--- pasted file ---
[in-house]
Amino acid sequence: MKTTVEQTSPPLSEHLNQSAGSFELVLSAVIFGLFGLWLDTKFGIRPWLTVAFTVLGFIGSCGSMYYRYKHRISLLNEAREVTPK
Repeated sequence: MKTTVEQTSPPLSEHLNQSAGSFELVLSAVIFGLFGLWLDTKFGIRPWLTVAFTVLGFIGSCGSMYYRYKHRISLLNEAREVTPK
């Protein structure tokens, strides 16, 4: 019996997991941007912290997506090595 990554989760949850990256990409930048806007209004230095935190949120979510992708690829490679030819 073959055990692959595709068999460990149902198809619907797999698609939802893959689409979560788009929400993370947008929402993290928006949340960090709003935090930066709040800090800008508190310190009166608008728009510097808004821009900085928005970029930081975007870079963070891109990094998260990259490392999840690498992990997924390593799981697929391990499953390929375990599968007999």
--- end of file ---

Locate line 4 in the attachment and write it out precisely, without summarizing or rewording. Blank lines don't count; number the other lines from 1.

């Protein structure tokens, strides 16, 4: 019996997991941007912290997506090595 990554989760949850990256990409930048806007209004230095935190949120979510992708690829490679030819 073959055990692959595709068999460990149902198809619907797999698609939802893959689409979560788009929400993370947008929402993290928006949340960090709003935090930066709040800090800008508190310190009166608008728009510097808004821009900085928005970029930081975007870079963070891109990094998260990259490392999840690498992990997924390593799981697929391990499953390929375990599968007999």